“No other course at Carnegie Mellon University (and in the world, as far as I know) will offer the student a perspective of human decision making in dynamic environments to learn the essential concepts of modeling and simulation of human decision processes, as this course will,” said Gonzalez. “Students will be able to interpret the behavior of dynamic systems and their essential role on how humans make choices over time.”
Students will explore how models can be used to demonstrate decision-making processes from simple choices to large-scale decisions.
79-145 Genocide and Weapons of Mass Destruction
MW 1:25–2:15 p.m., recitation on Friday
Ricky Law, associate professor of history, is teaching “Genocide and Weapons of Mass Destruction.” This course analyzes these topics over multiple eras, including when Europeans arrived in the Western Hemisphere, 19th century imperialism, the Holocaust and the use of atomic weapons on Japan and the threat of nuclear weapons during the Cold War.
“Through historical examples, we explore how individuals' choice and action brought either progress or unintended consequences,” said Law. “We ask ourselves how we would have acted if we were placed in past situations that led to genocide or use of weapons of mass destruction.”
The class includes multiple perspectives from each of the conflicts so students can better understand how genocides can happen and weapons of mass destruction can be created.
“We discuss what makes a person good or bad, and how each and every one of us can be better,” said Law. “This, of course, is the purpose of a humanities education.”
84-365/84-665 The Politics of Fake News and Misinformation
TR 1:25–2:45 p.m.
Daniel Silverman, assistant professor in the Institute for Politics and Strategy, is teaching “The Politics of Fake News and Misinformation,” which analyzes the drivers and dynamics of fake news and misinformation in social and political life.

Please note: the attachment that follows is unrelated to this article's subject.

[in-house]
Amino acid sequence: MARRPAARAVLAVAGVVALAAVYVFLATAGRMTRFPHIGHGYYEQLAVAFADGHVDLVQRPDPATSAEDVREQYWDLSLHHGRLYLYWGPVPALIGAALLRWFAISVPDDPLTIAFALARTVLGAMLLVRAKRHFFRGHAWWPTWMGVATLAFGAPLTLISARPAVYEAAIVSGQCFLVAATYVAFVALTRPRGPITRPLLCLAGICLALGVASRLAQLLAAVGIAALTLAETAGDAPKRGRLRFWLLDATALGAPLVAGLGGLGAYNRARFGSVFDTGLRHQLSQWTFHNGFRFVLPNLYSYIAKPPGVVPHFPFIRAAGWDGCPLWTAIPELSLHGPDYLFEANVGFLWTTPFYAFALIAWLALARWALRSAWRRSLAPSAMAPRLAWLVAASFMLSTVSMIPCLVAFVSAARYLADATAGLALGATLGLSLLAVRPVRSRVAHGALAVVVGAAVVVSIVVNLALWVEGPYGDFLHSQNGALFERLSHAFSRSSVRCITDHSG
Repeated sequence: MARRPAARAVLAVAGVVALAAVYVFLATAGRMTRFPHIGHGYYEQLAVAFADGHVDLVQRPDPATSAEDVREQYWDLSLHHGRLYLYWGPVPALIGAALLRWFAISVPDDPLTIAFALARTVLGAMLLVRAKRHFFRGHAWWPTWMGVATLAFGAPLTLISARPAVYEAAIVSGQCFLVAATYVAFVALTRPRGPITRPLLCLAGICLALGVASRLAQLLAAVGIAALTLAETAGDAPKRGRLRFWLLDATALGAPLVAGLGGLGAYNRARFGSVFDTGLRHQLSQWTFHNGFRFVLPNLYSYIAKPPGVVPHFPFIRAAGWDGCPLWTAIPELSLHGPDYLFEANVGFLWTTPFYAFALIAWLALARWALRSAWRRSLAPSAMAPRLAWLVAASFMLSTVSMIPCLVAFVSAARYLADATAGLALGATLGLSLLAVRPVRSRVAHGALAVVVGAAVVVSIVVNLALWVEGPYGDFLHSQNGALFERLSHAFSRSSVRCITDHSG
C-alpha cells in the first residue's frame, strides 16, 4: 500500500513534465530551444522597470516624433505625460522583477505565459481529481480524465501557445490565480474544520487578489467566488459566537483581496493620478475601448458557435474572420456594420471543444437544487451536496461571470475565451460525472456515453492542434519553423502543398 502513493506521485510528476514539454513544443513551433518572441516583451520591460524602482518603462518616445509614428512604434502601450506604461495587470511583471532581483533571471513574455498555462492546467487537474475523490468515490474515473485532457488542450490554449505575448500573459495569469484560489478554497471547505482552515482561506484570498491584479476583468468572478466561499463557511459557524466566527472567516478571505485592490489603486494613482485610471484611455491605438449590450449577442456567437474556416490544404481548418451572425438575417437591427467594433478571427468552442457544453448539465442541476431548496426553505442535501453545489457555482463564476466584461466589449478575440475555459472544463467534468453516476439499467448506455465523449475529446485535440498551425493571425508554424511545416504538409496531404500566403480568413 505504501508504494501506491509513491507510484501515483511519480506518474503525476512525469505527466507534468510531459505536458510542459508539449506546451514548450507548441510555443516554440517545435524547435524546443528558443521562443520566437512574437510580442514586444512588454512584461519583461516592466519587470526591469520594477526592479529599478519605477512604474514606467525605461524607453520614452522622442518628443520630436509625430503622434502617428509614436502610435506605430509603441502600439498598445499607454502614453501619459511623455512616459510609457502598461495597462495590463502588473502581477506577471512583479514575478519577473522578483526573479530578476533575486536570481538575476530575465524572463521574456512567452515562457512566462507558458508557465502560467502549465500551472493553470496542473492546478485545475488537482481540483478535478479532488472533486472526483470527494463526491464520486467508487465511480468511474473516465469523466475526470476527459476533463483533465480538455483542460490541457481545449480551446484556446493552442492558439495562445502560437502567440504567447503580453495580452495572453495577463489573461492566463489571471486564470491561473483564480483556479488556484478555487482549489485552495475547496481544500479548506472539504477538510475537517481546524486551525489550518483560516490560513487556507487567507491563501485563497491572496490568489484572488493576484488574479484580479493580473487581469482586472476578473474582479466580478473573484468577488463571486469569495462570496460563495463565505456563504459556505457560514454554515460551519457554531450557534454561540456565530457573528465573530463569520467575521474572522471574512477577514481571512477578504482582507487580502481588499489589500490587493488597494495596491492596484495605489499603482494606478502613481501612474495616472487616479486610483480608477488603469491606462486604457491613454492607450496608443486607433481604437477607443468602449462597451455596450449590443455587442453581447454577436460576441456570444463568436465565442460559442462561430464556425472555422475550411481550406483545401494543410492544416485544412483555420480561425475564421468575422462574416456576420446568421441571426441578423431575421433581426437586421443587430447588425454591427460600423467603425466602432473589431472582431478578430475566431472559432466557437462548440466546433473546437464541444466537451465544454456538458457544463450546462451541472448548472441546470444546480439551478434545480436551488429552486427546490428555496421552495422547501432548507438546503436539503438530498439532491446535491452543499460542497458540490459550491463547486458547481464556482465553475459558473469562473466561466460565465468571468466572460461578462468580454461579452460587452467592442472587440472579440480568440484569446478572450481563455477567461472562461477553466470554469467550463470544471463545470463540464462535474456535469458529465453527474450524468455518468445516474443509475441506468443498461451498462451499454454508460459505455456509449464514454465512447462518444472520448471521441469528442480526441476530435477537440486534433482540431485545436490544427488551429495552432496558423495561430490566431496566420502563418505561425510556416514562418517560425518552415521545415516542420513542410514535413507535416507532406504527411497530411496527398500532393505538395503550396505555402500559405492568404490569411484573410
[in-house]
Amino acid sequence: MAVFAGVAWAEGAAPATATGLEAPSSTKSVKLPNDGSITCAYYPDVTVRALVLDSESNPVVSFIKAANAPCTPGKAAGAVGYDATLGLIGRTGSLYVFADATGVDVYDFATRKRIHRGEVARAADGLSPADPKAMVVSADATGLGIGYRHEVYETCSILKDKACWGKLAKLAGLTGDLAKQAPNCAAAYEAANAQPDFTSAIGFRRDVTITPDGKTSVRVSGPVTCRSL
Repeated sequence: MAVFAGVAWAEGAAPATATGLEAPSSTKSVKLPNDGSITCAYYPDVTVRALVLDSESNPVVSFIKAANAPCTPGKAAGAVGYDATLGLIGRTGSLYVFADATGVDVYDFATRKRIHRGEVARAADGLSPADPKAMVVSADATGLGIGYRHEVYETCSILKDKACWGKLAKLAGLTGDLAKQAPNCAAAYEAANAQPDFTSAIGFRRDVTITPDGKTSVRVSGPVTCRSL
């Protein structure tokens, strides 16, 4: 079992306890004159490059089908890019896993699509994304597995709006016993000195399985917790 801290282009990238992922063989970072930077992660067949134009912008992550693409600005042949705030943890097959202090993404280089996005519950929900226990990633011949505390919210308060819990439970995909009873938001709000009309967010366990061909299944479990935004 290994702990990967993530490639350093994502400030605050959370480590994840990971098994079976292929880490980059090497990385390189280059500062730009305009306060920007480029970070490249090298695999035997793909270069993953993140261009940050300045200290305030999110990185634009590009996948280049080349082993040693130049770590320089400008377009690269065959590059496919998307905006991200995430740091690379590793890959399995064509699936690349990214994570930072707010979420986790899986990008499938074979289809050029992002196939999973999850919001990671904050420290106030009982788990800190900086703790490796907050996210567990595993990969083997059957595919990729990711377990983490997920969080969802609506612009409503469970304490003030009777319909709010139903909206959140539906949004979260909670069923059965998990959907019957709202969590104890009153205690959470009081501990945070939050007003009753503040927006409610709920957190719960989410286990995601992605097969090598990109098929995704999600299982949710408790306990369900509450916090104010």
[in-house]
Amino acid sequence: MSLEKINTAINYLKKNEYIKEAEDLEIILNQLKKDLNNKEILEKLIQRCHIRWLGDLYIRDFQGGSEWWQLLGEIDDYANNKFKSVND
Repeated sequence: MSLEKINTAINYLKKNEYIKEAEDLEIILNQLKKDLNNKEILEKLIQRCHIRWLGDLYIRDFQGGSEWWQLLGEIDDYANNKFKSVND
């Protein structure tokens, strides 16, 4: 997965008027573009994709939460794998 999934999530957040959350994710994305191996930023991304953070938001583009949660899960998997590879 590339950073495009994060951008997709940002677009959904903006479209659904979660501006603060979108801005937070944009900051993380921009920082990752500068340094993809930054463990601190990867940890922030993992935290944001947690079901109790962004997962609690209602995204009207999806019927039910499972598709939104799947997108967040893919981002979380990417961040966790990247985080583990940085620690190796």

“Fake news and misinformation are one of the defining issues of our times,” said Silverman. “They plague so many areas of our social and political life around the world today, from our ability to maintain functioning democracies to our ability to resolve violent conflicts to our ability to fight the COVID-19 pandemic.”
Students in the course will engage with different aspects of research on this topic to make sense of the arguments, make connections between them and arrive at a holistic understanding of the threat and how to combat it.
The final assignment involves students writing an original paper on a fake news topic of their choice.
82-297 Russian and Soviet Science Fiction
M/W: 1:25–2:45 p.m.
David Parker, assistant teaching professor of Russian Studies, will present “Russian and Soviet Science Fiction,” a course that explores the tradition of science fiction literature, film and art in the Russian, Soviet and post-Soviet world. The course covers media from video games like Metro 2033 to novels by Vladimir Sorokin. It will also explore the evolution of Russian sci-fi media from its origins under the Tsar to the present leadership of Vladimir Putin.
“One of the most exciting things about the course is to explore how universal concepts like ‘progress,’ ‘utopia,’ ‘technology’ and ‘the future’ take on divergent forms and valences when produced by different cultures,” said Parker. “Soviet ideology, which penetrated deep into everyday life, was very oriented towards a coming socialist future, so science fiction as a genre held a unique significance for the original readers and viewers of the material we'll analyze in the class.”
This course is taught exclusively in English, so no prior knowledge of Russian language and culture is required.
Research Training Program
Students can also gain real-world experience with Dietrich College faulty who are conducting on-going research projects in the English, History, Modern Languages, Philosophy and Psychology departments, as well as the Institute for Politics and Strategy. The research descriptions and course numbers (xx-198) are available on the college’s Research Training Program website.